1992 – 03 March Newsletter – GRF

Sections in this issue:

3) Isaac Going Viewed Conditions In Pre-War South Carolina.

All Gowen Manuscript Pages and Newsletters:   https://goyengoinggowengoyneandgone.com/gowen-research-foundation-pages-and-info/

Volume 3, No. 7 March 1992


Prepared from Research Developed
By Margaret Pearson Tate
Foundation Editorial Board Member
34 Washington Street, Exeter, New Hampshire, 03833

Angevine Wesley Gowen was born August 30, 1869 in York
Village, Maine in a house on Gorges Neck, named for Sir Ferdinando
Gorges, a member of the Plymouth Company. The site
was surveyed for Sir Ferdinando, “the Lord Proprietor of the
Province of Mayne” November 11, 1641.

The house that he was born in and later died in was on the home
lot of his maternal ancestor, Thomas Moulton. The house was
built in 1714 on the York River by Joseph Moulton, son of
Jeremiah Moulton and grandson of Thomas Moulton, according
to John D. Bardwell, area historian. Jeremiah Moulton
purchased the property from the estate in 1684 for 20 pounds.
The house still stands–276 years later.

Angevine Wesley Gowen was a rare man, born with an innate
ability to be successful at any project that he undertook. Although
his schooling ended at age 16, he developed the skills to
become a civil engineer and bridge-builder. As a young man he
rebuilt Scotland Bridge in York Village, Maine where he was

He served a rod-and-chain apprenticeship in 1890 under Samuel
W. Junkins, surveyor, and in a short time eclipsed his mentor as
a surveyor and mapmaker, adding magnetic declination to the
skill. Beginning with his surveying instruments, he became an
ardent astronomer and later built his own telescope.

When the art of photography began to develop, he plunged enthusiastically
into the field. Many of his photographs of the
York area made on glass negatives still survive.

His fame as a musical prodigy developed early. At age 9, although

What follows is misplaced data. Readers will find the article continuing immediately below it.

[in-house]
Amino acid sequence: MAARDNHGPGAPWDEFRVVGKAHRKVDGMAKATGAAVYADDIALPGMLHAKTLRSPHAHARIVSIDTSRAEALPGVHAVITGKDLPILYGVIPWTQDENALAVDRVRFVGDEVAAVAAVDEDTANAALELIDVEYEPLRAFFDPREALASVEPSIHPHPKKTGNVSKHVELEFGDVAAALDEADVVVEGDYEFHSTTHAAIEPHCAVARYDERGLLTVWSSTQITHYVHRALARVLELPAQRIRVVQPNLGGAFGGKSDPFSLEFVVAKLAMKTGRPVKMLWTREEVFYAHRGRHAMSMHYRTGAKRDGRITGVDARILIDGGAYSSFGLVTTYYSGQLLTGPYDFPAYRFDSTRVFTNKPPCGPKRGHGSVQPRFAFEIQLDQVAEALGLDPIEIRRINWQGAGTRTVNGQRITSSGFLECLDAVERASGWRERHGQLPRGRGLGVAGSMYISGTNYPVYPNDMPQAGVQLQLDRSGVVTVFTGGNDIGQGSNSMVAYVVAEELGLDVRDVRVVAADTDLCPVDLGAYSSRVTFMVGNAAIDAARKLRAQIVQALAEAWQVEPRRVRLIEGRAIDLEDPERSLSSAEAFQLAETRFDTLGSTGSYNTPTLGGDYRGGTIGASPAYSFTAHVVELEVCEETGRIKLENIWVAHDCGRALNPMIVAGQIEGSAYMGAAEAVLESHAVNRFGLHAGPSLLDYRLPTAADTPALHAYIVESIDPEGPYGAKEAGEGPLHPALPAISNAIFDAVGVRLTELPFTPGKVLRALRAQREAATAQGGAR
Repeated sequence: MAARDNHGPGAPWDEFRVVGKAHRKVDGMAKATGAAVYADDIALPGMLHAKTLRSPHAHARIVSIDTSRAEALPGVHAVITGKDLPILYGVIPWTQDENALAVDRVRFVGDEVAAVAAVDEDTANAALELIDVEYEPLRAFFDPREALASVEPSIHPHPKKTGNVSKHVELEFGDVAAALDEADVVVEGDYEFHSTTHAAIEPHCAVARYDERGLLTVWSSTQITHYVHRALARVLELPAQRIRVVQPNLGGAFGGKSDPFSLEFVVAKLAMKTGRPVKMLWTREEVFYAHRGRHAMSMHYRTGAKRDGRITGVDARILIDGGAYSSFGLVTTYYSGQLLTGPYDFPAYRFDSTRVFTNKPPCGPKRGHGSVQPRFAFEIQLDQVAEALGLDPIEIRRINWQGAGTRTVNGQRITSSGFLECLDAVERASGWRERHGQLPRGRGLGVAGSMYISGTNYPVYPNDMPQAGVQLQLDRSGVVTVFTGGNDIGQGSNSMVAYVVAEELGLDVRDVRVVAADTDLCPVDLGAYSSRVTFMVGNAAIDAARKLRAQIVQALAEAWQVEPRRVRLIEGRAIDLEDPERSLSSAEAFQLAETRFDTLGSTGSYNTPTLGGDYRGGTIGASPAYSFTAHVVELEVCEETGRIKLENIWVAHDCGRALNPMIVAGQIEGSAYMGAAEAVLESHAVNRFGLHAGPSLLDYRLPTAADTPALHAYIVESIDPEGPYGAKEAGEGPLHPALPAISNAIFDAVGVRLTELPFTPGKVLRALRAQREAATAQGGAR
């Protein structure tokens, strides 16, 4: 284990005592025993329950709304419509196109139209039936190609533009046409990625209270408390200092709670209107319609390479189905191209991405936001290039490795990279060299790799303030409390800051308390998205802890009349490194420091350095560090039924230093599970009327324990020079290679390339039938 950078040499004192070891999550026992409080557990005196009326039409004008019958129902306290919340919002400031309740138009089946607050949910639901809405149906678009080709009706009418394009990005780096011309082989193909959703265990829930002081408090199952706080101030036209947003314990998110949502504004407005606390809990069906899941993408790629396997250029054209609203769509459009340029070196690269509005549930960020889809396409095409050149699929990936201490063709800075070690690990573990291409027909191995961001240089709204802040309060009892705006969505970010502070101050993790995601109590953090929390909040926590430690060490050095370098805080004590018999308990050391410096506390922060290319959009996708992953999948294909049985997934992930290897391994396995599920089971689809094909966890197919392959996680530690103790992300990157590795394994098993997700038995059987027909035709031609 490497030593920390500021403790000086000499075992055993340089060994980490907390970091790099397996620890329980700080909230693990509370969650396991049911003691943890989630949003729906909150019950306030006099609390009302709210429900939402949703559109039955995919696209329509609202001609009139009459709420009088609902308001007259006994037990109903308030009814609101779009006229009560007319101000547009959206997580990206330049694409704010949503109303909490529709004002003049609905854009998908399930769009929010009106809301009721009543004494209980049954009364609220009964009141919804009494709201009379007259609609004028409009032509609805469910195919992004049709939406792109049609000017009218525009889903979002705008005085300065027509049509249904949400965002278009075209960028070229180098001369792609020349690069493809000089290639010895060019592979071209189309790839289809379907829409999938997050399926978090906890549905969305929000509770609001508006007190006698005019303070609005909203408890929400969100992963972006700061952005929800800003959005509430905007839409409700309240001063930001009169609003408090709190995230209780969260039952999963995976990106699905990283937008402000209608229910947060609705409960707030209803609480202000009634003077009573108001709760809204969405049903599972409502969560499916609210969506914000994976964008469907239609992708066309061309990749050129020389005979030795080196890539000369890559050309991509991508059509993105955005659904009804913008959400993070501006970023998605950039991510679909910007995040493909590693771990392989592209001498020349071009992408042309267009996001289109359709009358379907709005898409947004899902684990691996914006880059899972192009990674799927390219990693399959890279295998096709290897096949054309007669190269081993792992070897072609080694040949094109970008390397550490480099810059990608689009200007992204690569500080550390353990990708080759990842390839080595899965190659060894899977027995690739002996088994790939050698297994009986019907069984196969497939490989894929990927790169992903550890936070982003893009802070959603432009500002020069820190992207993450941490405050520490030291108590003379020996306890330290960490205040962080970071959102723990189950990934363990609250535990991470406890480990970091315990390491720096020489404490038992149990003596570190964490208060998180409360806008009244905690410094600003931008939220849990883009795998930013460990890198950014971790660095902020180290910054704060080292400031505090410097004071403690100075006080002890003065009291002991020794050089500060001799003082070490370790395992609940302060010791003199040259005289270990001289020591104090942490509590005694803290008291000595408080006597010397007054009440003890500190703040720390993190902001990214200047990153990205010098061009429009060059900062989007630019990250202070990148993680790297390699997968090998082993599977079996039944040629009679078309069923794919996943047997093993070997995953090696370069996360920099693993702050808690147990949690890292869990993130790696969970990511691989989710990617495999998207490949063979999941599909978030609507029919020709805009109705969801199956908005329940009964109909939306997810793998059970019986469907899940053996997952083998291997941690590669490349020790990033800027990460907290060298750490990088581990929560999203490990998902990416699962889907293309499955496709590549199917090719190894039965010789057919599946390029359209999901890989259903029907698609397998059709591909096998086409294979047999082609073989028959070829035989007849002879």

he never had a lesson and could not read music, he
joined the town’s brass band. The band met for practice at
“Fielding” in the loft of the shop of Capt. Timothy Young on
Cider Hill. The band, composed of John Mitchell Moulton,
trumpet; George Everett Moulton, bass horn, John Picott of Kittery,
“tenor horn” and Charles Young who played the “alto
horn,” quickly made room for the talented youngster with the
coronet. He became a soloist for the band when it played for
“town suppers” and “political speakings.”

Later Angevine bought a violin for $3.50 from Oliver Jenness, a
neighbor. He worked for 50c a day at odd jobs until he had the
necessary cash. Then he marched proudly into his home and
started to play. Initially his fiddle screeching caused his Aunt
Julia to send him to the barn to practice. There he played to the
cows, day after day, and when he emerged, he had mastered, entirely
by ear, “The Irish Washerwoman.” Jenness was
amazed when Angevine played “Pop Goes the Weasel,” for
him, inserting difficult pizzicato with great skill. When he
realized the limitations of his cheap violin, Angevine went into
the woods, selected some hardwood stocks and made his own
violin, one that possessed vibrant deep rich tones.

He was equally adept at other skills. He was a woodsman, carpenter,
farmer, taxidermist, notary public, artist, fisherman,
game warden, detective and boat-builder, according to John D.
Bardwell, area historian.

Angevine Wesley Gowen became interested in his ancestry and
began to do family history research on the Gowen, Moulton and
other early down east families. His eighth-generation
grandfather was William Gowen, the Scottish prisoner of war
who was captured by the English in the Battle of Dunbar in
1650. Oliver Cromwell ordered him deported to Massachusetts
Bay Colony bound to seven years labor. The historical research
brought him in touch with Col. Charles Edward Banks with
whom he collaborated in writing “History of York, Maine.”

He had maintained a journal through his lifetime which he
called “Cider Hill Annals.” His ancestors did not escape
scrutiny and Angevine “painted” them as he saw them in his
diary. Of his eighth-generation grandfather, he wrote:

“Jeremiah Moulton was a land grabber evidently and maybe
some of his deals in real estate would not stand up to the “light
of day” any better than his attempt on October 3, 1693 to sell
rum without a license. The court records show that he was fined
£10 pounds and put under bond of £50 pounds to keep the peace